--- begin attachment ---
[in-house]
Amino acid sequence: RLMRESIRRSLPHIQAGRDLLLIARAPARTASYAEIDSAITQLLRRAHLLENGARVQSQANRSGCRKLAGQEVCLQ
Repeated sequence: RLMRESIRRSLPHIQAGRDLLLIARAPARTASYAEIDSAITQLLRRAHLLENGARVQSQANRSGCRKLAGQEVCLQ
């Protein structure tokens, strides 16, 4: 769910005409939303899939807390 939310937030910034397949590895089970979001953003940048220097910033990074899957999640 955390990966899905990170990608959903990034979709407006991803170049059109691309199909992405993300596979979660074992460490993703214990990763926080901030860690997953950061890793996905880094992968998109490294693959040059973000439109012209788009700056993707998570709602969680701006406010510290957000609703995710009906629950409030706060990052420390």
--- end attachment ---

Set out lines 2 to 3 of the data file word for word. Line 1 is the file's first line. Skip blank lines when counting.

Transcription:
Amino acid sequence: RLMRESIRRSLPHIQAGRDLLLIARAPARTASYAEIDSAITQLLRRAHLLENGARVQSQANRSGCRKLAGQEVCLQ
Repeated sequence: RLMRESIRRSLPHIQAGRDLLLIARAPARTASYAEIDSAITQLLRRAHLLENGARVQSQANRSGCRKLAGQEVCLQ